Monday, December 01, 2014

"a b*****d sort of Scottes"

Boazio 640px

Above: detail of Baptista Boazio's sideways map of Ulster, c. 1599.

No, I am not referring to Gerry Adams' recent controversy, but this post has been influenced by it.  In his Description of Ulster, A.D. 1586, Henry Bagenal said this of the district of Dufferin (Killyleagh):

"... Diffrin, sometymes th' enheritance of the Mandevilles, and nowe apperteyninge to one White, who is not of power sufficient to defend and manure the same, therefore it is usurped and inhabited for the most parte, by a bastard sort of Scottes, who yield to the said White some small rent at their pleasure. The countrey is for the most parte wooday and lieth uppon the Loghe, which goeth out at the haven of Strangford, There are of these bastarde Scottes dwelling here some sixty bowmen and twenty shot, which lyve most upon the praie and spoile of their neigbours ..."

It seems to be a reference to a community who moved in after the MacDonnells (whose centre of power was mid and north Antrim) had murdered John White of Dufferin near Killyleagh around 1552 –

"... John White was landlord but was deceitfully murdered by M'Ranyll boy his sonne, a Scot; and since that murder he keepeth possession of the said lands, by mean whereof he is able to disturb the countries adjoining, on every side, which shortly by God's grace shall be redressed".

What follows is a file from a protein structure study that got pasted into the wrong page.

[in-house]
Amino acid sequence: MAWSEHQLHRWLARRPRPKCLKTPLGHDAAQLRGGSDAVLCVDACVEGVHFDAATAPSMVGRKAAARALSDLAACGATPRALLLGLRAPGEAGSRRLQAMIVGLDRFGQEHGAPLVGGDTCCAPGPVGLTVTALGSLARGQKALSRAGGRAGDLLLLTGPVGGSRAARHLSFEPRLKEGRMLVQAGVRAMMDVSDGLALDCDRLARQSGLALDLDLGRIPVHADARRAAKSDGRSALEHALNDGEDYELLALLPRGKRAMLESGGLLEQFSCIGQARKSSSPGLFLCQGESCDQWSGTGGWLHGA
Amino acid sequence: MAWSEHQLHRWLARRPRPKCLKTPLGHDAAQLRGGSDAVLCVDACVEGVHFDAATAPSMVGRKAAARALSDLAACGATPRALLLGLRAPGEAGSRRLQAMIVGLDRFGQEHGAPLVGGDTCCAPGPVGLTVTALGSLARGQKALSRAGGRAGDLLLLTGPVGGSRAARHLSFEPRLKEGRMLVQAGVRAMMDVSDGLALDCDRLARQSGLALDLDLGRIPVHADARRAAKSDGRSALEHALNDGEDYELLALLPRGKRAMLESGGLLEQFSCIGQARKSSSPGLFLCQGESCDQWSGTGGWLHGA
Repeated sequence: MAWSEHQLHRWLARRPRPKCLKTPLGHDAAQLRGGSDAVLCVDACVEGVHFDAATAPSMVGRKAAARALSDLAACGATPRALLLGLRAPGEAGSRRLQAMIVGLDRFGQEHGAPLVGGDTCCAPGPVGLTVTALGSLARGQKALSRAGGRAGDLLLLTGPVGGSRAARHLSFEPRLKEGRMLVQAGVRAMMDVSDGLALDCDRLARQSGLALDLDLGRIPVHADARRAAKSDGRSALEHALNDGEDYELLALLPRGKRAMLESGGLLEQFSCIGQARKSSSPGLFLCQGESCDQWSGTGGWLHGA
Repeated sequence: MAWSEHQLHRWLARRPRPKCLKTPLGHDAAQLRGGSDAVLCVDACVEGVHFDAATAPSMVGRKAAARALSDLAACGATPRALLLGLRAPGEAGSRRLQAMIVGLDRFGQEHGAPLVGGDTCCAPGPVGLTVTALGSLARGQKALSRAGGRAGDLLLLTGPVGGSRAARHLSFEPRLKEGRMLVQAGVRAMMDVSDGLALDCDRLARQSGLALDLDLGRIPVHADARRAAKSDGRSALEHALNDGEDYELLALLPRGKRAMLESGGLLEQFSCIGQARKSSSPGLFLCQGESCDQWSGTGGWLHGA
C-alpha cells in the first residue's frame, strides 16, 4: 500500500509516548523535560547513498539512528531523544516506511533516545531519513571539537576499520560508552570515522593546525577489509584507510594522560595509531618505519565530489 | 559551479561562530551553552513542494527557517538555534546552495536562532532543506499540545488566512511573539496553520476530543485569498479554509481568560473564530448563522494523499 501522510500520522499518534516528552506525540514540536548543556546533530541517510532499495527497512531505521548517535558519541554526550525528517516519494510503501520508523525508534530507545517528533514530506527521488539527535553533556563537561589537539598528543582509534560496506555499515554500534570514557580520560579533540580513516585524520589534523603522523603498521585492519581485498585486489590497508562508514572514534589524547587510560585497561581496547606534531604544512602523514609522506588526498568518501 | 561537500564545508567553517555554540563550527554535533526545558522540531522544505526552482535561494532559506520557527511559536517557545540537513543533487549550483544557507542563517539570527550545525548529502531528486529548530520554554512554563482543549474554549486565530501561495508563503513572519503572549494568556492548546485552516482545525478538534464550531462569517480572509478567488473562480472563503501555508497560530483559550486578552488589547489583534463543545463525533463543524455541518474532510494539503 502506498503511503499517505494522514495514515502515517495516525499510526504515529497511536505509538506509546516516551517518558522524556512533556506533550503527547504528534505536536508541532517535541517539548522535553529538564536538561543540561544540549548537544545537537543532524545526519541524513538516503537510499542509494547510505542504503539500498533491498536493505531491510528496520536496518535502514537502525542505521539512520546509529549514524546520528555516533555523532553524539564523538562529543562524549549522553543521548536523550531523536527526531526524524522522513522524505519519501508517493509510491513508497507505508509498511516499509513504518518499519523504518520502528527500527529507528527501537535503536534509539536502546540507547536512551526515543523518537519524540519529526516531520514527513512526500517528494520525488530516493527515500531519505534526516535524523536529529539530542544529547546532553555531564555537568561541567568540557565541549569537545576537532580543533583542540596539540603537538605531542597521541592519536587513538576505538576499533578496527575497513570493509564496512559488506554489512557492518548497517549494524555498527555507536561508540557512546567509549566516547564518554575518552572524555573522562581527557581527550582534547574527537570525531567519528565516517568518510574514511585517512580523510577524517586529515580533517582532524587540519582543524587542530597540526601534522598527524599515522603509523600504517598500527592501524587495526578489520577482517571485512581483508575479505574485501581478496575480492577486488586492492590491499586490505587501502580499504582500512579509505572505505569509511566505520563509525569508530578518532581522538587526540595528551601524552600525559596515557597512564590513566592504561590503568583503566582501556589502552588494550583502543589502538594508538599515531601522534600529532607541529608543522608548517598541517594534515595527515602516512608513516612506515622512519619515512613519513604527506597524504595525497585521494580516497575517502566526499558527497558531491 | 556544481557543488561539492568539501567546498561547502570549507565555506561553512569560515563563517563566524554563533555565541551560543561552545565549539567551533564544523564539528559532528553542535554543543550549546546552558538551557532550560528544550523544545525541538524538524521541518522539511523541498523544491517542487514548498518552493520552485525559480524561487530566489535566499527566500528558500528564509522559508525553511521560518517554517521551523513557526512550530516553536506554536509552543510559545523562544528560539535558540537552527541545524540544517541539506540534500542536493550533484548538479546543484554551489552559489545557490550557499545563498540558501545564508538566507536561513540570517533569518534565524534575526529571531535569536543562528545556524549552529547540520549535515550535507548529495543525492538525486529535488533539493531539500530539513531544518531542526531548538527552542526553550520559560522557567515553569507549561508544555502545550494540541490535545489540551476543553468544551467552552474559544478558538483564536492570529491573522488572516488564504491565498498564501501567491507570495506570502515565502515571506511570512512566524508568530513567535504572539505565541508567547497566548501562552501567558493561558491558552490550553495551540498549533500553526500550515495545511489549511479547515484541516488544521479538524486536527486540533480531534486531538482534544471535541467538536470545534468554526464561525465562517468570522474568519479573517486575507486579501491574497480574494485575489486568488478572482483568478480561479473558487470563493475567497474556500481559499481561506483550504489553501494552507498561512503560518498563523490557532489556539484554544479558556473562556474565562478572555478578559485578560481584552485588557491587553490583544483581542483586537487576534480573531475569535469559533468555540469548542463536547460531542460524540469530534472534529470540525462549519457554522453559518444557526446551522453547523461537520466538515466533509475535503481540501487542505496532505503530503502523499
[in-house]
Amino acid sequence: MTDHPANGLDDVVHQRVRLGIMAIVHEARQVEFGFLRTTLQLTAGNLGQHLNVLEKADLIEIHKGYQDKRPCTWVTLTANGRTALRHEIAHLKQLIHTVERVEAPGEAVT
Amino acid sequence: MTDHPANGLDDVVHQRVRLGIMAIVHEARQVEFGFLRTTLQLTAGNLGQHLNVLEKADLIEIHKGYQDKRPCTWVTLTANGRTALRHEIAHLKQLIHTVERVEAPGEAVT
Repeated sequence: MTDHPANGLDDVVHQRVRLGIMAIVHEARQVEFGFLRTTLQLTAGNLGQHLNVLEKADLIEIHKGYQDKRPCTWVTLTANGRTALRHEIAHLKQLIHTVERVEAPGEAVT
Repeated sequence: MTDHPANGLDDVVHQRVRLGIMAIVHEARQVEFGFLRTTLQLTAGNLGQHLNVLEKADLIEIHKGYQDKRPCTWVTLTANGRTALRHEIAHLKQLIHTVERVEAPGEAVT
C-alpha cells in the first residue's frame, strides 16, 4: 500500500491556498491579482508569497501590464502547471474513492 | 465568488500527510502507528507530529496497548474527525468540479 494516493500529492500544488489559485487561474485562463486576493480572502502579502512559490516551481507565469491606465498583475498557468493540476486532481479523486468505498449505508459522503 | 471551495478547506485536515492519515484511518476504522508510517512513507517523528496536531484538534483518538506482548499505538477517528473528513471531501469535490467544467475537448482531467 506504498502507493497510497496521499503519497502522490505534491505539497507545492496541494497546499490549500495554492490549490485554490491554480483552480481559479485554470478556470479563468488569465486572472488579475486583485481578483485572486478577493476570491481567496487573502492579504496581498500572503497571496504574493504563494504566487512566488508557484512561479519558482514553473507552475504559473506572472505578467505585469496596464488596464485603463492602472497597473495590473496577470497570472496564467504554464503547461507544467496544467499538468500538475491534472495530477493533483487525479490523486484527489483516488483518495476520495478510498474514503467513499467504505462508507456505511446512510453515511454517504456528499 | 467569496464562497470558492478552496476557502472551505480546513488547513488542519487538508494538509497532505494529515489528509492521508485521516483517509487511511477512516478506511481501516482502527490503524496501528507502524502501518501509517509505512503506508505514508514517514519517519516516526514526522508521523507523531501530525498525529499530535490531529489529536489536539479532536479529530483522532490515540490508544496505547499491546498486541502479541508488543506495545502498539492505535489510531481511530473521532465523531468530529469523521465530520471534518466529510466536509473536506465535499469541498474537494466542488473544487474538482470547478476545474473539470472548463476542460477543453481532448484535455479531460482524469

It is hard to know whether the 'B-word' was a reference to their parentage or ancestry, or was just an insult to express how the English overlords regarded them. The leader of this community is described elsewhere as Alexander Macranald Boy. The Whites were an old Anglo-Norman family; they must have reasserted their power in Dufferin, or at least retained the title to their estate, but it was sold to James Hamilton of Bangor in 1610. The map above (drawn in 1599 but showing information from the 1570s) shows 'Rowland Whit' as the landowner, and just below his name is 'Diffren / Killelagh'.

These Co Down MacDonnells seem to disappear as a distinct community from the historical records, and might have either moved back to Antrim, or become culturally absorbed into the incoming Lowland Scots population. In my school days in the 1980s I had a friend from the area whose surname was McDonnell, whose family had lived there for many generations. In the late 1800s a William M'Donnell and James M'Donnell were prominent Presbyterians in Portaferry. I would be interested to find out more if anyone has other references. 

• UJA article 'The Whites of Dufferin and their Connections' by Major R.G. Berry available online here which includes a reference to a 'Walter Whit' who fought in Edward Bruce's army.